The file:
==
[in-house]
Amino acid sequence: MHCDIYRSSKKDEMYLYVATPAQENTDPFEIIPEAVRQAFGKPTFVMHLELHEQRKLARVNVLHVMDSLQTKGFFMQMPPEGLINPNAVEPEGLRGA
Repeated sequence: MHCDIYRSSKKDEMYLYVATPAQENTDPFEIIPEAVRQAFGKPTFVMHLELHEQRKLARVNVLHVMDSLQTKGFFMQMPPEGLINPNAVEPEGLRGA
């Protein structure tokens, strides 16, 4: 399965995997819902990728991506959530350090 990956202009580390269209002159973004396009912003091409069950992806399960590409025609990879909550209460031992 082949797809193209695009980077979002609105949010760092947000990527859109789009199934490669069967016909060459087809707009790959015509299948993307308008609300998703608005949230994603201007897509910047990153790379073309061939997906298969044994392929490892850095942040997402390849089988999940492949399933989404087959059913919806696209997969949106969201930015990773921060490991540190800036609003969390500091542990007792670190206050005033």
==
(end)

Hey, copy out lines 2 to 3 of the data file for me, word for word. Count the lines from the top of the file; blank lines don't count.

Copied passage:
Amino acid sequence: MHCDIYRSSKKDEMYLYVATPAQENTDPFEIIPEAVRQAFGKPTFVMHLELHEQRKLARVNVLHVMDSLQTKGFFMQMPPEGLINPNAVEPEGLRGA
Repeated sequence: MHCDIYRSSKKDEMYLYVATPAQENTDPFEIIPEAVRQAFGKPTFVMHLELHEQRKLARVNVLHVMDSLQTKGFFMQMPPEGLINPNAVEPEGLRGA